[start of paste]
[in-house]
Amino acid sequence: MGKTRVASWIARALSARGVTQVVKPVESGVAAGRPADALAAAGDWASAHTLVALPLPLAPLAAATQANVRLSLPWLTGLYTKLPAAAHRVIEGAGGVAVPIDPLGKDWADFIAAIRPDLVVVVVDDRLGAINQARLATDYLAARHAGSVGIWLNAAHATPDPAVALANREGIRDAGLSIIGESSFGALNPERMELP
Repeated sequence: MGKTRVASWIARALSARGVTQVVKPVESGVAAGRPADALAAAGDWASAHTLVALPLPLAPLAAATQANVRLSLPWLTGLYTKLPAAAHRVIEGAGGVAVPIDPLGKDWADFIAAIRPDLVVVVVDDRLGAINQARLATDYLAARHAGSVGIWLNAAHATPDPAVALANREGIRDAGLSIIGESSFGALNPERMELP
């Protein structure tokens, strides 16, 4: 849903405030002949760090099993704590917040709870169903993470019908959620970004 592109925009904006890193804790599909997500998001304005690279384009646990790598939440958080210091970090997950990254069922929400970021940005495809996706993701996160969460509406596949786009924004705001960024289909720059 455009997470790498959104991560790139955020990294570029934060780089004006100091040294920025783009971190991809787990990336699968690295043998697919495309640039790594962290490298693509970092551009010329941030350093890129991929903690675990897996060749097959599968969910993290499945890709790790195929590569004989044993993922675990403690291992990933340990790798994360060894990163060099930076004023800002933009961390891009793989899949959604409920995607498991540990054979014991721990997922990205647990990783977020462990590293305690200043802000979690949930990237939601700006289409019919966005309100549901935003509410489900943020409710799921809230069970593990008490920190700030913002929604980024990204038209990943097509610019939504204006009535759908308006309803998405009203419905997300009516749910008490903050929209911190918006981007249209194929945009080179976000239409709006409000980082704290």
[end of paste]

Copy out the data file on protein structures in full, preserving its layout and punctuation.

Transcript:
[in-house]
Amino acid sequence: MGKTRVASWIARALSARGVTQVVKPVESGVAAGRPADALAAAGDWASAHTLVALPLPLAPLAAATQANVRLSLPWLTGLYTKLPAAAHRVIEGAGGVAVPIDPLGKDWADFIAAIRPDLVVVVVDDRLGAINQARLATDYLAARHAGSVGIWLNAAHATPDPAVALANREGIRDAGLSIIGESSFGALNPERMELP
Repeated sequence: MGKTRVASWIARALSARGVTQVVKPVESGVAAGRPADALAAAGDWASAHTLVALPLPLAPLAAATQANVRLSLPWLTGLYTKLPAAAHRVIEGAGGVAVPIDPLGKDWADFIAAIRPDLVVVVVDDRLGAINQARLATDYLAARHAGSVGIWLNAAHATPDPAVALANREGIRDAGLSIIGESSFGALNPERMELP
């Protein structure tokens, strides 16, 4: 849903405030002949760090099993704590917040709870169903993470019908959620970004 592109925009904006890193804790599909997500998001304005690279384009646990790598939440958080210091970090997950990254069922929400970021940005495809996706993701996160969460509406596949786009924004705001960024289909720059 455009997470790498959104991560790139955020990294570029934060780089004006100091040294920025783009971190991809787990990336699968690295043998697919495309640039790594962290490298693509970092551009010329941030350093890129991929903690675990897996060749097959599968969910993290499945890709790790195929590569004989044993993922675990403690291992990933340990790798994360060894990163060099930076004023800002933009961390891009793989899949959604409920995607498991540990054979014991721990997922990205647990990783977020462990590293305690200043802000979690949930990237939601700006289409019919966005309100549901935003509410489900943020409710799921809230069970593990008490920190700030913002929604980024990204038209990943097509610019939504204006009535759908308006309803998405009203419905997300009516749910008490903050929209911190918006981007249209194929945009080179976000239409709006409000980082704290």